View Full Version : Hotwiring a motorcycle

02-06-2015, 05:59 PM
I need one of my characters to teach another how to hotwire a motorcycle (specifically Japanese "naked" bikes, I can be flexible with the exact make/year if it would make a difference). Yes, the characters are doing it with the intent to steal, and because of that (also because the POV character isn't a mechanic), I don't want to describe things in too much detail.

There is quite a bit of information out there, but the couple of videos on YouTube make it seem very simple, while some of the posts I've read on other forums make it seem more difficult. If the method you can see on YouTube is correct, that's very easy to visualise and describe, but it kind of seems like those are cheaper bikes or even scooters?

If you're not comfortable posting here, PM me. I'm not planning to use the knowledge for anything other than my book, but I kind of feel like I need to know more details than I do (even though I don't plan to teach my readers step-by-step how to do it either) in order to visualize the scene properly. Thanks!

Mr Flibble
02-08-2015, 01:18 AM
I used to have an old Yamaha I could start with a screwdriver placed instead of the key...

It's going to depend on the age. Older bikes (especially old enough to have a kick start) had pretty simple ignitions you could force, as above, and were easy to get going because it was actually the kick start that started the bike*. Newer ones are generally all electric start, so need more care to jigger with -- I'm not 100% I could do it tbh.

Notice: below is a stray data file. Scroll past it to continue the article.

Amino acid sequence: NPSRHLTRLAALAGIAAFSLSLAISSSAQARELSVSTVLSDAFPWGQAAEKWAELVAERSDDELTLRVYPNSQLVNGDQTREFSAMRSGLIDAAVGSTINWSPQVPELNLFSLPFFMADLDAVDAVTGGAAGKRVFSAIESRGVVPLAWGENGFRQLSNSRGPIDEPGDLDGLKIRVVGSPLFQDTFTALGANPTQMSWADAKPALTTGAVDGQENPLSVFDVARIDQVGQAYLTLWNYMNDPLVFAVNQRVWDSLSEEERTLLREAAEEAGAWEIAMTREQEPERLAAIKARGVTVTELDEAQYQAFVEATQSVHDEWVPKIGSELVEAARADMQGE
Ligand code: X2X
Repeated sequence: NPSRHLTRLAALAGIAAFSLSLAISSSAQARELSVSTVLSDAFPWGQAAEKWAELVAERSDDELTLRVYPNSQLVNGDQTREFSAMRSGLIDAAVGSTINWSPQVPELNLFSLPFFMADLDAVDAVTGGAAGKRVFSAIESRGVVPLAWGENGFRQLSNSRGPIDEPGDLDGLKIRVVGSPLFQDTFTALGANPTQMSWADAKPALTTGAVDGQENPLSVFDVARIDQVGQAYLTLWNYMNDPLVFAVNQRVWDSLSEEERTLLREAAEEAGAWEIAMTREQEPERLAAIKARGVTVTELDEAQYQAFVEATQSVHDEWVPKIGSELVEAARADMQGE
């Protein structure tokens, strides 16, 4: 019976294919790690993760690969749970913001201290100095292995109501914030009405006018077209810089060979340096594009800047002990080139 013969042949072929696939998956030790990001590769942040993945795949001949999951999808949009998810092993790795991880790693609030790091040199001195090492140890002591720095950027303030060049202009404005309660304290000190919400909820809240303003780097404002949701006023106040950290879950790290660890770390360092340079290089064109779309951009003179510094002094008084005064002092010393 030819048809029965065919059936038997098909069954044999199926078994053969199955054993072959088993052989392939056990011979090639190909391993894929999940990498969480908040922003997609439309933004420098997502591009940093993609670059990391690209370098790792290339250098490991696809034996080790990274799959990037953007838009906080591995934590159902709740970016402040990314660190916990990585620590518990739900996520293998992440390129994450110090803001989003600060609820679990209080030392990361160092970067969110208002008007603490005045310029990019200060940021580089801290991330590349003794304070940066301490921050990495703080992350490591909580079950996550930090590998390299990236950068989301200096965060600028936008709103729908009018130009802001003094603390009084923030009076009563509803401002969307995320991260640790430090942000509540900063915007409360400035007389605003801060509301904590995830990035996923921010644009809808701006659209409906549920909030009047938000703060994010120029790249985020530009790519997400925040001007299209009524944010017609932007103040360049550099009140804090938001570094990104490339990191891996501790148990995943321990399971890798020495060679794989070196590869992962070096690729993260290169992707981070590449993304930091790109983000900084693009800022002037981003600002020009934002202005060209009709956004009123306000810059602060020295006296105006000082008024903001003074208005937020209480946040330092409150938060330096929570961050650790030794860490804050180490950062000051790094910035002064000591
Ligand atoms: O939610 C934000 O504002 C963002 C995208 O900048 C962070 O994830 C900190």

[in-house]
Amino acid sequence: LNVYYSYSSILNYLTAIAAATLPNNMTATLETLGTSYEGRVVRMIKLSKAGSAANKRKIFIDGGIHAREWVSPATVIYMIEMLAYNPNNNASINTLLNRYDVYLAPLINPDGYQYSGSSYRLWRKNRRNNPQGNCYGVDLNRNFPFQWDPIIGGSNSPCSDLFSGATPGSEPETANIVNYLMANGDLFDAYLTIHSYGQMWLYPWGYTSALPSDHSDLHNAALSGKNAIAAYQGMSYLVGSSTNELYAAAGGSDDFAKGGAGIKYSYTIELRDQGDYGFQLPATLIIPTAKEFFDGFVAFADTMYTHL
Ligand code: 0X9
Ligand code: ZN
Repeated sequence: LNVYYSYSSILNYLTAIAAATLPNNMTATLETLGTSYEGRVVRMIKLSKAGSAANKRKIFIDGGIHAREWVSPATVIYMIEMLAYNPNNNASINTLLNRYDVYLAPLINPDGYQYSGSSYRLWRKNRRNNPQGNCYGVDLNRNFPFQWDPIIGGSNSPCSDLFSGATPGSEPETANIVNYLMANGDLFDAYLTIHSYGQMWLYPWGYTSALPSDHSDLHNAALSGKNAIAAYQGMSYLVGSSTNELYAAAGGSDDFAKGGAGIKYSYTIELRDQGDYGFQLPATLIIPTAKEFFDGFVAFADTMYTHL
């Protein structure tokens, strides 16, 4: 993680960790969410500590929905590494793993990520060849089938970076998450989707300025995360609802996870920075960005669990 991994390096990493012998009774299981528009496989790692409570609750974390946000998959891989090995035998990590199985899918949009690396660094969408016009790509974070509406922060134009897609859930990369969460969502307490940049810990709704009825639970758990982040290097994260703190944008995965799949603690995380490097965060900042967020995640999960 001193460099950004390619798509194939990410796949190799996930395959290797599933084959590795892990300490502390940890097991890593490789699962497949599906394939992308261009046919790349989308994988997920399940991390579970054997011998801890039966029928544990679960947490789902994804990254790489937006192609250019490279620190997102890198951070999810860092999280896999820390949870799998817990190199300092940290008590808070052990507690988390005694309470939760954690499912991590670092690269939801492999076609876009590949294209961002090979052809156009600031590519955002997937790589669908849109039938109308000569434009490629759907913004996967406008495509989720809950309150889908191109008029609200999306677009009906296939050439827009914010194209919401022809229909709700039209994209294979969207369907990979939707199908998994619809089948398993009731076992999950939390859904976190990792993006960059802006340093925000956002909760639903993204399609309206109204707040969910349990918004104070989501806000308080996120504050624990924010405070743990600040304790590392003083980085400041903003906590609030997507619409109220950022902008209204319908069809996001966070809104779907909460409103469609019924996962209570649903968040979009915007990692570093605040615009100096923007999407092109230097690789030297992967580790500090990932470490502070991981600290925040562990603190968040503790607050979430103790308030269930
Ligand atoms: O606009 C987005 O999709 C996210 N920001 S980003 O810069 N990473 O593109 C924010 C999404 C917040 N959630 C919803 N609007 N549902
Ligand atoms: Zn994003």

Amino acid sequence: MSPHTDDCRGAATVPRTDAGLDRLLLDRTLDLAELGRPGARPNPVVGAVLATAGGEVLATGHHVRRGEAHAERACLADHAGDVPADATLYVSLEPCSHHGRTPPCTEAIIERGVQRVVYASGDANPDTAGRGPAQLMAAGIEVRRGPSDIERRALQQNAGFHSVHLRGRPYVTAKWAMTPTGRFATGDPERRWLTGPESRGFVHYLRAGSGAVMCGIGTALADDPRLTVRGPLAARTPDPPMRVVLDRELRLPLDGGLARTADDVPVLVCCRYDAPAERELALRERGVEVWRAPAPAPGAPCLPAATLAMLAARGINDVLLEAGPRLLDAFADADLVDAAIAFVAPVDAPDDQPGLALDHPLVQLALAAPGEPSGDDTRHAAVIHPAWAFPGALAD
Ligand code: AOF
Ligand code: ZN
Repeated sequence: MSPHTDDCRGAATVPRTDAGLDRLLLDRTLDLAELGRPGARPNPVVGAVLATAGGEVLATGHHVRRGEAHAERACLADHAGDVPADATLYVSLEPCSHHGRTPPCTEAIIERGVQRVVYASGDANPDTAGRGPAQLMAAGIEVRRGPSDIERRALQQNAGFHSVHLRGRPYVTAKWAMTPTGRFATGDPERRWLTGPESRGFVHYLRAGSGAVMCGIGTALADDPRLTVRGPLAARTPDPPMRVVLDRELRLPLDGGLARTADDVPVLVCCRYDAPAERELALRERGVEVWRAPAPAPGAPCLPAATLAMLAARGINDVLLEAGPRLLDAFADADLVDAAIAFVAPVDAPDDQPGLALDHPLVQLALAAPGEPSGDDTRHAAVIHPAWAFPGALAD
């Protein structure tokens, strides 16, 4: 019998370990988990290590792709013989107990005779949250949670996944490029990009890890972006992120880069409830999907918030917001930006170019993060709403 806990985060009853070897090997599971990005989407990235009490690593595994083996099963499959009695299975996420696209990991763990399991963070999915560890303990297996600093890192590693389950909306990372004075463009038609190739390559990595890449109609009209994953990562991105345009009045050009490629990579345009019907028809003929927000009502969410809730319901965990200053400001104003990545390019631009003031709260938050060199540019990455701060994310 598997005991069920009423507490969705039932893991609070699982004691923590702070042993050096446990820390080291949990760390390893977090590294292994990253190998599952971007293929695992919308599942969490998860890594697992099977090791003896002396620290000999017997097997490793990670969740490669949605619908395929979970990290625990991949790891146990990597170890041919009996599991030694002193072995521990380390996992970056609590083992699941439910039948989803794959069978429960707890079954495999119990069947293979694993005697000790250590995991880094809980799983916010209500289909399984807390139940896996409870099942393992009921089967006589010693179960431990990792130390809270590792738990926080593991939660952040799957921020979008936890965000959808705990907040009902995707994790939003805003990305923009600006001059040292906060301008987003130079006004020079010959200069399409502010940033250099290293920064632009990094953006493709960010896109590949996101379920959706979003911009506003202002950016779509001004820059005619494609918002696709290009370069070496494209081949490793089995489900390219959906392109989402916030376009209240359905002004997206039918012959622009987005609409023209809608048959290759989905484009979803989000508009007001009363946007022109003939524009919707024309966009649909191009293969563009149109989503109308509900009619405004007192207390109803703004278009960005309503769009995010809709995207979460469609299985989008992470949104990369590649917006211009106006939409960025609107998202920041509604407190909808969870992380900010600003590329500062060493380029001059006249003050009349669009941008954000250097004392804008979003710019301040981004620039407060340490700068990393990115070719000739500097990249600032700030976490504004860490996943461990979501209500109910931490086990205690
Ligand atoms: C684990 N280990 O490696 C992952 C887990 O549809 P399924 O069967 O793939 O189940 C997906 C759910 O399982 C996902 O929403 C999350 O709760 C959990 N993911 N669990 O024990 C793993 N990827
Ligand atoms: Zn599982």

I know this mainly because I have a habit of losing my keys...

*Or in one memorable month after a small incident, I had to bump start it every time as I had no kick start!

02-08-2015, 11:28 AM
Thanks! That's helpful! I also found the screwdriver fix on another site! Does it not screw up the ignition to do that? ;)

02-09-2015, 05:07 PM
I agree. I used to have an old 1965 BSA A65 Thunderbolt. It was kickstart and the ignition switch was a simple keyswitch. If you shorted out the contacts, you'd have live ignition and you could kick start it. It had no steering lock, or anything sophisticated like that.

Using an old bike, like that, might give you a bit of drama - mine used to regularly fail to start and I'd end up pushing it down a hil and jumping on, to bump-start it. It could fail to start at a critical moment.